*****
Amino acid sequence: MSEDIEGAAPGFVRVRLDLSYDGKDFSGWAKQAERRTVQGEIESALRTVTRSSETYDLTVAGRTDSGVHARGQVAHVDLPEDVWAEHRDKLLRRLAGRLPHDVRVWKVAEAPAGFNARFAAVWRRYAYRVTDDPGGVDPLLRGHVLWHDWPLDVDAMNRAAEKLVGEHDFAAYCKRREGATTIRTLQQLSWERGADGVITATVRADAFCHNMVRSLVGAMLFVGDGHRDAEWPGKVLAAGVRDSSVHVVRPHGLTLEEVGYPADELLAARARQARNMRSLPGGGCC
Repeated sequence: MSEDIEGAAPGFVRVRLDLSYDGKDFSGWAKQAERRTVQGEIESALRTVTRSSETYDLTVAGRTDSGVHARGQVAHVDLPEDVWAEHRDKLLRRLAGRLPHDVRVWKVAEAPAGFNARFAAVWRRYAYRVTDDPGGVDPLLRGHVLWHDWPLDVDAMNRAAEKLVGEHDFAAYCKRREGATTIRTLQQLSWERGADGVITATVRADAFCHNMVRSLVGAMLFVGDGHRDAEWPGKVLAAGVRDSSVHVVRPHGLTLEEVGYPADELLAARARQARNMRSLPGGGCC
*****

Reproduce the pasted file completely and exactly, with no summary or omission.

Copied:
Amino acid sequence: MSEDIEGAAPGFVRVRLDLSYDGKDFSGWAKQAERRTVQGEIESALRTVTRSSETYDLTVAGRTDSGVHARGQVAHVDLPEDVWAEHRDKLLRRLAGRLPHDVRVWKVAEAPAGFNARFAAVWRRYAYRVTDDPGGVDPLLRGHVLWHDWPLDVDAMNRAAEKLVGEHDFAAYCKRREGATTIRTLQQLSWERGADGVITATVRADAFCHNMVRSLVGAMLFVGDGHRDAEWPGKVLAAGVRDSSVHVVRPHGLTLEEVGYPADELLAARARQARNMRSLPGGGCC
Repeated sequence: MSEDIEGAAPGFVRVRLDLSYDGKDFSGWAKQAERRTVQGEIESALRTVTRSSETYDLTVAGRTDSGVHARGQVAHVDLPEDVWAEHRDKLLRRLAGRLPHDVRVWKVAEAPAGFNARFAAVWRRYAYRVTDDPGGVDPLLRGHVLWHDWPLDVDAMNRAAEKLVGEHDFAAYCKRREGATTIRTLQQLSWERGADGVITATVRADAFCHNMVRSLVGAMLFVGDGHRDAEWPGKVLAAGVRDSSVHVVRPHGLTLEEVGYPADELLAARARQARNMRSLPGGGCC